John Paul II said that this generation of Christians will have to atone for its failure to use the media to spread the gospel of life.  This generation of Christians will be called to account for its failure to use these powerful gifts we have in our hands to create global community and to move people to tears.  Others will be asked why they did not recognize Jesus.  We will be asked why we did not make television shows. 

Many perceive a tension between "heartland" and "Hollywood" values.  Is that a legitimate perception?

Again, not to get myself burned in effigy, but Christians feel as alienated from Hollywood as Hollywood people feel watching EWTN or CBN.  Hollywood has a value of excellent production value, of talent, and the pagan world absolutely believes in talent, this mysterious gift that comes from they-know-not-where.  We know where it comes from; they don't know where it comes from, but they believe in it.

The Church does not believe in talent anymore.  We think the most important thing is that everyone feels welcome.  So we sit at church and suffer through Doris and Stan, who can't sing, because we don't want to be mean.  They would never get a job in Hollywood, because Hollywood has integrity about the beautiful.  Or if it's not "the Beautiful" in the classical sense, at least, they value the non-lame.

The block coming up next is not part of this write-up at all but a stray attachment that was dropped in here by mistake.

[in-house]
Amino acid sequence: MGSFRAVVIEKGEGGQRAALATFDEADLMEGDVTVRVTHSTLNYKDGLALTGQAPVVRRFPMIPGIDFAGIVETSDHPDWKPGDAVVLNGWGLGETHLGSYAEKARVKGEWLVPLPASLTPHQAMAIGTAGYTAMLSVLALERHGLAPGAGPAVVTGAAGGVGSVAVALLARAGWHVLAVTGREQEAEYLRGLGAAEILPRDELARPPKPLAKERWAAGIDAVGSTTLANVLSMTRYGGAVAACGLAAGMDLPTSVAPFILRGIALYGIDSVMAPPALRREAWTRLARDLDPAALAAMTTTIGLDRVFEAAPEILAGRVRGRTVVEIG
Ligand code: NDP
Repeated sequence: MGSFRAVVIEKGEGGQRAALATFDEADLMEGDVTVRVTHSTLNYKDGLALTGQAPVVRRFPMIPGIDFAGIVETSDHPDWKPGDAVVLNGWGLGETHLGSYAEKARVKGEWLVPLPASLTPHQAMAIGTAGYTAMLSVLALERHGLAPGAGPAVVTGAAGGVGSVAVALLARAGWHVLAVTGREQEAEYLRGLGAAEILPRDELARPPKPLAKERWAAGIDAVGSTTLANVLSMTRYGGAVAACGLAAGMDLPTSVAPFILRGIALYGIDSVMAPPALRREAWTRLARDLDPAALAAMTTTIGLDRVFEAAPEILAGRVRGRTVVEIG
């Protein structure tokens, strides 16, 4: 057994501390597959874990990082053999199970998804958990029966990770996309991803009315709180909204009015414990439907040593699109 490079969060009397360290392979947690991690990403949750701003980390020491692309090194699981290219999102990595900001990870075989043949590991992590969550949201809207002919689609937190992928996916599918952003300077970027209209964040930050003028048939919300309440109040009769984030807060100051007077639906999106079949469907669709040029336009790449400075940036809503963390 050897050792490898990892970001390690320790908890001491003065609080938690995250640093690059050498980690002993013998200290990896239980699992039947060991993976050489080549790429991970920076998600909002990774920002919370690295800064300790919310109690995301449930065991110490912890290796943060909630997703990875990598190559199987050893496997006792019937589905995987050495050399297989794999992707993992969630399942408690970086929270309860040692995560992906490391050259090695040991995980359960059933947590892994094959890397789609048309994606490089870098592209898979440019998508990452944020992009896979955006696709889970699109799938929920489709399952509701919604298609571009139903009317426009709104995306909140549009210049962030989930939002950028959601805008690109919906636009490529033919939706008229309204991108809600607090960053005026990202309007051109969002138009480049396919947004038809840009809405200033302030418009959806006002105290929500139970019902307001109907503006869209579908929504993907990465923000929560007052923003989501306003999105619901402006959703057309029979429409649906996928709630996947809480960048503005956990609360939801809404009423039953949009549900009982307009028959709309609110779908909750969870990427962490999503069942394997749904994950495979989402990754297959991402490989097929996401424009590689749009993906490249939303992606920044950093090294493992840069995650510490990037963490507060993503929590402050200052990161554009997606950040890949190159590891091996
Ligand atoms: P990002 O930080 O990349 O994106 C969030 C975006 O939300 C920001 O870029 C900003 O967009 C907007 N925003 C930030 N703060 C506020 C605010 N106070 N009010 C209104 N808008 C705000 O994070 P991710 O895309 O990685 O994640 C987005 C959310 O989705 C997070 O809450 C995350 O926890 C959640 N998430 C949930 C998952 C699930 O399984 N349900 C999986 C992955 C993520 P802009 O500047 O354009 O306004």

So when you speak of a tension of values, well, there is the value of the Beautiful, which Hollywood understands and the Church does not, and then there are the values specifically of what is good for human beings.  What is it that leads them to their fulfillment, their ultimate destiny, fulfilling their nature?  Those things are missing, content-wise, in what you're seeing in a lot of the media. 

But in the end, which is more harmful: true words cast in an ugly frame, or untrue words cast in a beautiful frame?  I think Hollywood will get people into heaven faster.  Even if they have the message wrong, people in the end will turn off some of that.  What will really impact them will be the harmony, the wholeness, the completeness of a work.

So for example, a show like Friends, which might make light of pornography, is ultimately not as dangerous because it's very well-produced, well-acted, well-written.  It's funny.  It works as a whole.  Whereas you can have a minister in front of a Bible on CBN with a bad toupee, lit garishly, and saying lovely things, but the message is that Christianity is uncreative, banal, boring, undynamic, and irrelevant.              

So I'm deliberately not giving the easy answer.  One of the things I do in the Church is, whenever Christians ask me to condemn Hollywood, I always condemn the Church.  People always ask me if I am surprised by how many gross things Hollywood produces.  Being here, and knowing how few people in Hollywood talk to the Living God in any conscious way, I am actually amazed at how much good they do.  They do much more profound things than we give them credit for.

Things are changing, too.  The boomers are dying and ceding power, and the power is going into the very troubled, introspective hands of the Generation Xers, people like Jason Reitman, who made Juno and what I consider this year's best film, Up in the Air.  These folks are completely ambivalent about the promises of the sexual revolution.  They don't have other options, but they know the way they were raised was wrong.